When accomplished electronic music producers speak of making proper songs instead of tracks -- most ominously, there's the one-two punch of "Dance music bores me now" and "I'm getting a band together" -- it's usually a good time to tune out. While Sascha Ring is guilty of all three and has backed it up with The Devil's Walk, an album completely divorced from the dancefloor and glitch/IDM, the shift has been gradual, not abrupt, and he happens to be composing some of the most evocative, finely detailed music of his decade-long career. No need to think back to the most organic song on 2007's Walls, the sapless and malformed "Over and Over," and prepare for more of the same; these songs, sometimes built on little more than strings, soft keyboard tones, and supple textures, are sturdy and fully developed. All the vocalists fall into place with solemn yet expressive performances, enhancing productions that straddle heartache and ecstasy. It's the type of album that can be enjoyed on the surface, as pleasant background listening, or as a deeply immersive experience. Anyone who enjoys it should seek the output of Ring collaborator Joshua Eustis' Telefon Tel Aviv, especially 2009's Immolate Yourself. ~ Andy Kellman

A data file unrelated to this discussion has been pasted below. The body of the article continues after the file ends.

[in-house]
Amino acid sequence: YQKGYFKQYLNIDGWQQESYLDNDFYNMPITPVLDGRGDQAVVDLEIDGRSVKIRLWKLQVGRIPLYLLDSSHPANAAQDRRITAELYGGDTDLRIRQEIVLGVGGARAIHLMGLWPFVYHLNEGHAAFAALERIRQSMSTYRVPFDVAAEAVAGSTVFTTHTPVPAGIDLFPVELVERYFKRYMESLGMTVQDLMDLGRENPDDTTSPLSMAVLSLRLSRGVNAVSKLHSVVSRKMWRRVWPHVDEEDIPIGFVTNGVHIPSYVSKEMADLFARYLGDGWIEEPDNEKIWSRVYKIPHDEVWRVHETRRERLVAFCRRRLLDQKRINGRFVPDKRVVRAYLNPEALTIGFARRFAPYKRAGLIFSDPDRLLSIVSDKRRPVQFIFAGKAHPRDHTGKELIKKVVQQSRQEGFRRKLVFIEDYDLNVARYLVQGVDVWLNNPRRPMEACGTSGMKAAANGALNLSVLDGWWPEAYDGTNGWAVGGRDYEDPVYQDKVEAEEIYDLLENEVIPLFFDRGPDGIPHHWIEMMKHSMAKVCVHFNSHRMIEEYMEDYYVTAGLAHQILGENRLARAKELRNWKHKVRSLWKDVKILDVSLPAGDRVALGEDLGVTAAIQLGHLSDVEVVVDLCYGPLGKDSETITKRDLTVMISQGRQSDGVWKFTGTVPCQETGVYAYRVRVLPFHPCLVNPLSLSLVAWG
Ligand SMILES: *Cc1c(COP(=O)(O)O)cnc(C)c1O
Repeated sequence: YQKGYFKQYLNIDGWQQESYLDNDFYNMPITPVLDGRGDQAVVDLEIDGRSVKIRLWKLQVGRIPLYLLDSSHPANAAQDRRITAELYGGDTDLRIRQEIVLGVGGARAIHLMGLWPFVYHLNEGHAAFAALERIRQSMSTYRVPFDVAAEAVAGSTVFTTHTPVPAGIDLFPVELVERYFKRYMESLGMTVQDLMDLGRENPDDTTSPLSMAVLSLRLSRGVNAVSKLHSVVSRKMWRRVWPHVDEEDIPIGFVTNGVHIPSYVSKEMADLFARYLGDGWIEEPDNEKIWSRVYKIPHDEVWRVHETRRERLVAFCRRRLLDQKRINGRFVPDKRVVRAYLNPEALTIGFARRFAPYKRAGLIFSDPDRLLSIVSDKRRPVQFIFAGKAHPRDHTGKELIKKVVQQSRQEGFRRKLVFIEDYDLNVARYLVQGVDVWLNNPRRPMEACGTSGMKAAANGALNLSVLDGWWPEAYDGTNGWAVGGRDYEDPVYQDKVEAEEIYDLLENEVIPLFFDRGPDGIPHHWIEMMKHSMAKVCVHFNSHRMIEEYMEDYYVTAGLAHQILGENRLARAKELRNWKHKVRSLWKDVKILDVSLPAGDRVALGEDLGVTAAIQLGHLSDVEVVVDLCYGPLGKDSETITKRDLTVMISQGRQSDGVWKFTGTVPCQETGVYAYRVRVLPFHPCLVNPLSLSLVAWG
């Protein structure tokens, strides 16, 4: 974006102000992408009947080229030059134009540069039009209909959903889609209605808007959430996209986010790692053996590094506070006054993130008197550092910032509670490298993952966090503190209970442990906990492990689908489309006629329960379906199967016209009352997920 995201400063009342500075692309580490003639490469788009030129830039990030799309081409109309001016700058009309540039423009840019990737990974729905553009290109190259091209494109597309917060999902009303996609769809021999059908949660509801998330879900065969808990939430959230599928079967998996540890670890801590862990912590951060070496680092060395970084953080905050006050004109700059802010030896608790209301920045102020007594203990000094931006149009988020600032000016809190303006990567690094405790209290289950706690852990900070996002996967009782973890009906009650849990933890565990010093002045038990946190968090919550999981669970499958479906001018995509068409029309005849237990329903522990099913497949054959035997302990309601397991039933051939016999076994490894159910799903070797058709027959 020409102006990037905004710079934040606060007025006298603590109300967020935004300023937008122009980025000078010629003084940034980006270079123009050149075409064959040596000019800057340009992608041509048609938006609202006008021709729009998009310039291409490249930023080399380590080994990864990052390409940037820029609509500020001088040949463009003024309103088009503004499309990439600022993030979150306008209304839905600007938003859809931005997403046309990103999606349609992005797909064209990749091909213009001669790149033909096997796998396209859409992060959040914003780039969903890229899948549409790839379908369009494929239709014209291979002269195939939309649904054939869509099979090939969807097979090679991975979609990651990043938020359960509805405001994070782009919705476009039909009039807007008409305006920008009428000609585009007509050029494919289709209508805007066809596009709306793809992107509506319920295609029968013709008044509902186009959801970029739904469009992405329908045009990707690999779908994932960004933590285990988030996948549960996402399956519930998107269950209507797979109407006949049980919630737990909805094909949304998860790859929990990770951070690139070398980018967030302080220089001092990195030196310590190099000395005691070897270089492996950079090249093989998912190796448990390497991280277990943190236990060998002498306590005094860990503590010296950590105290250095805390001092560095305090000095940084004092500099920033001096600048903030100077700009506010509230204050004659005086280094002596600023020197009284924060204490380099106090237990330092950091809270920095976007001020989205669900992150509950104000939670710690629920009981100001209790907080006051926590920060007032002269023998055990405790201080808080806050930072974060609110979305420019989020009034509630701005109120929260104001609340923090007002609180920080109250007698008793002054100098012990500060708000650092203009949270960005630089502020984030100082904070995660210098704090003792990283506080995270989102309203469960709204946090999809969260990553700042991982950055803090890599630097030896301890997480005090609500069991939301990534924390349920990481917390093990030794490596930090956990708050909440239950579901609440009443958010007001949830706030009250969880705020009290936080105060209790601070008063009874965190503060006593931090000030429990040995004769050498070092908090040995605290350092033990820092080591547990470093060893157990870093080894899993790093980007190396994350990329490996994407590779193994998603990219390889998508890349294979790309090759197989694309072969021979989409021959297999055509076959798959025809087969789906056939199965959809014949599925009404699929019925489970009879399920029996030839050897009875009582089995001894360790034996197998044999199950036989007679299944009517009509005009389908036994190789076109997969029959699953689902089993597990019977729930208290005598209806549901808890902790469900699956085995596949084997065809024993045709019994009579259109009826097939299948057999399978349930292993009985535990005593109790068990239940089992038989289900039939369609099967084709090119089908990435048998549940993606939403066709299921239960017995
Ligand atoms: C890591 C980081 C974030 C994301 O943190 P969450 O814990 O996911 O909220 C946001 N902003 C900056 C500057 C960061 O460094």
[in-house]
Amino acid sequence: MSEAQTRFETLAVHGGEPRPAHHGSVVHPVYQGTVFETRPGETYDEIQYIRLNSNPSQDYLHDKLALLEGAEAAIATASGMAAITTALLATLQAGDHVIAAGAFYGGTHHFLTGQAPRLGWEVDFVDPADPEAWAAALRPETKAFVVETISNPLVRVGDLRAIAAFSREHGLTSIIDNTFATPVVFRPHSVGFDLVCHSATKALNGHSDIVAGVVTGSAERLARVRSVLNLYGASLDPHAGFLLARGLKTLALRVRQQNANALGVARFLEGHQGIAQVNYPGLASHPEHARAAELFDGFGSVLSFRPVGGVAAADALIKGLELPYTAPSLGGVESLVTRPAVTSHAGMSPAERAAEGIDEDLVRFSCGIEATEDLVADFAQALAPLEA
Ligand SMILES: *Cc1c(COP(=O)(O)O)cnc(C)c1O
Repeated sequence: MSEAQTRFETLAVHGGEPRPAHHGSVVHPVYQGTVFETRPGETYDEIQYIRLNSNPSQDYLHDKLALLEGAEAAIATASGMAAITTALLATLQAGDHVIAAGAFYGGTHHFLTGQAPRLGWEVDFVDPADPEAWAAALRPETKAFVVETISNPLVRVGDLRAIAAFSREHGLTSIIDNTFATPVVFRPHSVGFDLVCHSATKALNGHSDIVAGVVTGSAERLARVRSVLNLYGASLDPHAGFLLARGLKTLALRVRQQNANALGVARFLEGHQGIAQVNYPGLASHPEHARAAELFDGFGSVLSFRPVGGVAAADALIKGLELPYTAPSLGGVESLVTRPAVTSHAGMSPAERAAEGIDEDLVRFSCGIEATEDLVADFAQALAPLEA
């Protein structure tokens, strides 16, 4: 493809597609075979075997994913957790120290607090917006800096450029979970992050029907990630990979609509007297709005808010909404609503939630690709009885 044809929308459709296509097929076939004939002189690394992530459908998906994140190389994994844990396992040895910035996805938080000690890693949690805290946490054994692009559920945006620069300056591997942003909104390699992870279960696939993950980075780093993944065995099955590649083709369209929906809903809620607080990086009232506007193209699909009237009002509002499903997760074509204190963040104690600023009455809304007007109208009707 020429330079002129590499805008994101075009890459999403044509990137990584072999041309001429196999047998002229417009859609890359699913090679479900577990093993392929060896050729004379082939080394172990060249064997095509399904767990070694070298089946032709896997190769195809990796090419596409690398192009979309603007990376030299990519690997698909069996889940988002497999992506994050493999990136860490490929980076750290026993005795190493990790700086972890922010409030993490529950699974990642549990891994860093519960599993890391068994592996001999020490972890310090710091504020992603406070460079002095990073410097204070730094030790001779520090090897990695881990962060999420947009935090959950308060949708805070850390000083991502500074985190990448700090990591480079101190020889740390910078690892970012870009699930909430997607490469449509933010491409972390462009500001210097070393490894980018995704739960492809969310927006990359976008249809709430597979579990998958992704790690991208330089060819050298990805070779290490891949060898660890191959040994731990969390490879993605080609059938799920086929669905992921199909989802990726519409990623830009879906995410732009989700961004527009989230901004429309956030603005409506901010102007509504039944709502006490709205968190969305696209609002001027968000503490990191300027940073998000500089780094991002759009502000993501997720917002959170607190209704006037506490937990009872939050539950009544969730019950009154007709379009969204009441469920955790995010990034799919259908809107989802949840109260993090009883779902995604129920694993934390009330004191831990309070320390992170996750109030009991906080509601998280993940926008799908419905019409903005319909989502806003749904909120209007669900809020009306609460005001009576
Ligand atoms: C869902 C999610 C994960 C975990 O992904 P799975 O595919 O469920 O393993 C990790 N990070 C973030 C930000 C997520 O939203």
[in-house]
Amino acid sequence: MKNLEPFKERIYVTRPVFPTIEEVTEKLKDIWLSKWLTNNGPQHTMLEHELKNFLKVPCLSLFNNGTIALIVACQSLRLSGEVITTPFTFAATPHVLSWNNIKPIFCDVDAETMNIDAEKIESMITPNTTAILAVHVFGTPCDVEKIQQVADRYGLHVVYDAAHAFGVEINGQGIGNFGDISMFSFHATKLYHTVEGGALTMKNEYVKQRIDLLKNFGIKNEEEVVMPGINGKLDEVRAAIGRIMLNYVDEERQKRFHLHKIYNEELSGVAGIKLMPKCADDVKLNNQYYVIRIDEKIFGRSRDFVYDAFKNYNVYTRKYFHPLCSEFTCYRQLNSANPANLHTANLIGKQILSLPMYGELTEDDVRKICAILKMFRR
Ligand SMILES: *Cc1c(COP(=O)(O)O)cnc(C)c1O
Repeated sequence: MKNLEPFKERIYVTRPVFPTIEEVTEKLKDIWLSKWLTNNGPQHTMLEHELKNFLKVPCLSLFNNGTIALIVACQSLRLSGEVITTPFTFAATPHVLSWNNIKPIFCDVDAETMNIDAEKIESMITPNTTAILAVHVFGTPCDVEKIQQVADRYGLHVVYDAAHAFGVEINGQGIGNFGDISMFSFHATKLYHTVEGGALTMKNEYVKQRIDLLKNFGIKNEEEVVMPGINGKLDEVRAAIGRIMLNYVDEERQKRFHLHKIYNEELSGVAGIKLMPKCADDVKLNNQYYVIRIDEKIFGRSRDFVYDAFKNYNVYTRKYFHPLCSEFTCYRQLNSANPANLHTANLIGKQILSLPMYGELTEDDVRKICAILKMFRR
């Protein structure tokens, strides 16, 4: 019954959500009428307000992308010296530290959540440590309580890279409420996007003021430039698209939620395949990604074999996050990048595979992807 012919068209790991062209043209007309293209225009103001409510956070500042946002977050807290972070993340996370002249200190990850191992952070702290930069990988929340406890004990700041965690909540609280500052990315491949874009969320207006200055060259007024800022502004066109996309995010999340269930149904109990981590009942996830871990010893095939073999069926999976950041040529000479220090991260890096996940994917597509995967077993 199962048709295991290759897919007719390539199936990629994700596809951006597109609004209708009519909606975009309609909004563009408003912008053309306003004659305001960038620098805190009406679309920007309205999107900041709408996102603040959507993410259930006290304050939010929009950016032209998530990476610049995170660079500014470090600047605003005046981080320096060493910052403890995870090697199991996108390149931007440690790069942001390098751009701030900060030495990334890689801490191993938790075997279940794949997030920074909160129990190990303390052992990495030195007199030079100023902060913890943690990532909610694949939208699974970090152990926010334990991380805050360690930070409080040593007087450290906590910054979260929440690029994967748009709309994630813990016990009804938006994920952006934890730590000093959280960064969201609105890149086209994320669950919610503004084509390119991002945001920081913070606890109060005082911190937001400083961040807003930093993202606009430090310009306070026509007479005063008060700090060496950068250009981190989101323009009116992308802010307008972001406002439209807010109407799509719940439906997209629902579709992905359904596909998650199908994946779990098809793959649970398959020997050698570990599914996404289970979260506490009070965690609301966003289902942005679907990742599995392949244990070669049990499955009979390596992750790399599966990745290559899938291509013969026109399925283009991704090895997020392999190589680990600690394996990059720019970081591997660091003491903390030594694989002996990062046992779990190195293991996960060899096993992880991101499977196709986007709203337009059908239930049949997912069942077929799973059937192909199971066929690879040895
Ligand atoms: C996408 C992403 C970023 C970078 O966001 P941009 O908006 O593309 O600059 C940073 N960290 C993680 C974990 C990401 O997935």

Spin (p.73) - "THE DEVIL'S WALK creates a compelling mix of programming virtuosity, songcraft, and plaintive vocals, with spastic blips fluttering amid languid string washes..."